Jerry Lewis worked tirelessly for more than 45 years bringing together celebrities, his humor and viewers for an annual Labor Day telethon to benefit children suffering from Muscular Dystrophy.
It seemed the country came together to watch celebrities like Frank Sinatra, Celine Dion and Jennifer Lopez perform and man telephones as the tote board marked the millions of dollars coming in for "Jerry's kids." Tears flowed as an exhausted Jerry Lewis ended each telethon with his broken, but moving rendition of You'll Never Walk Alone.
That era of American television has come to an end.
“It’s not a 21-hour world anymore,” said Steve Ford, MDA executive vice president, with the announcement that the telethon will no longer be a Labor Day tradition.
It's not surprising the telethon is ending in this new era of social media, technology and the ability to fundraise in a more effective manner. When Jerry Lewis stopped hosting the show in 2010, the telethon's slow demise began. The show was reduced from 21 and a half hours in Jerry Lewis’ final year to 19 in its final year.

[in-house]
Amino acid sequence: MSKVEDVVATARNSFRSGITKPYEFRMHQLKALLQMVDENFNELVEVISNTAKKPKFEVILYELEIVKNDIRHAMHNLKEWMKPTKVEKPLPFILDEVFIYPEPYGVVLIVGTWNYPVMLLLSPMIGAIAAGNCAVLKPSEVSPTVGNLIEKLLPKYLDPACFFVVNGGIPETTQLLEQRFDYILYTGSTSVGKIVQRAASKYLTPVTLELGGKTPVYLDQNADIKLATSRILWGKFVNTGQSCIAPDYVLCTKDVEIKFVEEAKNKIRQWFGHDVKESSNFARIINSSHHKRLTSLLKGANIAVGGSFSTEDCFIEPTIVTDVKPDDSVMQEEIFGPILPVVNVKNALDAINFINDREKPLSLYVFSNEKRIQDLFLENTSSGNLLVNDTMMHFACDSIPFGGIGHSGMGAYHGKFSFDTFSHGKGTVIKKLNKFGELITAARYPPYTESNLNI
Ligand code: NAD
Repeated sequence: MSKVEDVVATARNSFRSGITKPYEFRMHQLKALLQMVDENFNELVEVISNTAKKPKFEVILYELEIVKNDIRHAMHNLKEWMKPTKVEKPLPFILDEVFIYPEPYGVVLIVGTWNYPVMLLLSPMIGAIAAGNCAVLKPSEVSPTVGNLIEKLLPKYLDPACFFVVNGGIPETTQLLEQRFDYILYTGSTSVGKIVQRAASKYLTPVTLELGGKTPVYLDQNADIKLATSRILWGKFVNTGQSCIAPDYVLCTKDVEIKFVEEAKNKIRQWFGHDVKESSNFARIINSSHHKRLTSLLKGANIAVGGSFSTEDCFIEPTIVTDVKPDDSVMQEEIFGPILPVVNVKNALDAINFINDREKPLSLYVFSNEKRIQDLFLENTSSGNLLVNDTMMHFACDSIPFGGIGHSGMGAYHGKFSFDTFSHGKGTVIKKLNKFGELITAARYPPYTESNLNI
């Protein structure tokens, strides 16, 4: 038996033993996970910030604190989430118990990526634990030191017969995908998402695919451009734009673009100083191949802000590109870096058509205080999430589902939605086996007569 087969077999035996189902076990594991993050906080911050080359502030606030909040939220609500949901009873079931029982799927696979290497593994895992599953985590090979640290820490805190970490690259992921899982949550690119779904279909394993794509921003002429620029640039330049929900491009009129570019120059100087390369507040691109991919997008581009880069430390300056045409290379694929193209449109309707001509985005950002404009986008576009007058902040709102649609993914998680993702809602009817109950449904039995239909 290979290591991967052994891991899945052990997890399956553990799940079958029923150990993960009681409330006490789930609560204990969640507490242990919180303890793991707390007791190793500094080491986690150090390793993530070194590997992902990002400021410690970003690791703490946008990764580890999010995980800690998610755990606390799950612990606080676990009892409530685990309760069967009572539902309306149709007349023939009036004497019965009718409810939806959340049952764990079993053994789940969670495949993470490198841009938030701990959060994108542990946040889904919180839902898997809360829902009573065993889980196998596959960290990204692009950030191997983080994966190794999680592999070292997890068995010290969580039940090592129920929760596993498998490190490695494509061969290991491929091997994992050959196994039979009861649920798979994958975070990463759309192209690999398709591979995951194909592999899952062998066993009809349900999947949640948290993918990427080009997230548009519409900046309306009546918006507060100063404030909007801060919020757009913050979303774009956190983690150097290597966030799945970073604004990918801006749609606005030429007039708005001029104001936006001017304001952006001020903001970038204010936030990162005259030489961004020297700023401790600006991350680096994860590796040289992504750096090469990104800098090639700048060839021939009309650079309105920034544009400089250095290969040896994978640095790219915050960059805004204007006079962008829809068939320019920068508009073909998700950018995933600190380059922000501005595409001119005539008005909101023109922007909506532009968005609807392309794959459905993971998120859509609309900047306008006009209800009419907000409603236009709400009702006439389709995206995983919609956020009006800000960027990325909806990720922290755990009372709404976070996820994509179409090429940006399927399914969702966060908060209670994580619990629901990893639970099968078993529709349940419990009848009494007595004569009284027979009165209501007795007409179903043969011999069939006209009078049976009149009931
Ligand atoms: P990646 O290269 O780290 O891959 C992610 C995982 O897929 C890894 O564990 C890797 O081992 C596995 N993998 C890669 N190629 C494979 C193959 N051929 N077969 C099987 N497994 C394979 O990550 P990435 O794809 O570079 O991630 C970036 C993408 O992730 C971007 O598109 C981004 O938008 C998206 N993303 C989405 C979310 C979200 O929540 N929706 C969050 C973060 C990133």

— Hollywood Reporter (@THR) May 1, 2015
Fundraising will continue, but production costs associated with the telethon makes the endeavor unfeasible.
“The real heroes have always been our families, and what we need to do is make sure that every dollar we raise is spent working for our families,” he said.
In 2008, the telethon marked its greatest success, raising $65 million for Jerry's kids. And over the years, Jerry Lewis helped to raise more than $2 billion for MDA.
— Boston Herald (@bostonherald) May 1, 2015
Jerry Lewis' association with MDA goes back to its inception in 1950. Lewis and his comic partner Dean Martin mentioned the charity not the NBC show, and the two hosted a telethon in 1956. Jerry Lewis began hosting the telethon regularly beginning in 1966.
Not everyone thought that Jerry Lewis was doing good. Some felt he made people with the disease objects of pity by Lewis in order to raise money.
— 11Alive News (@11AliveNews) May 1, 2015
With once in a lifetime performances from celebrities like John Lennon, Michael Jackson, Johnny Cash and Ray Charles appearing on the telethon, the MDA has been discussing with Jerry Lewis ways to release some of the archived material.
Do you remember watching the Jerry Lewis Telethon?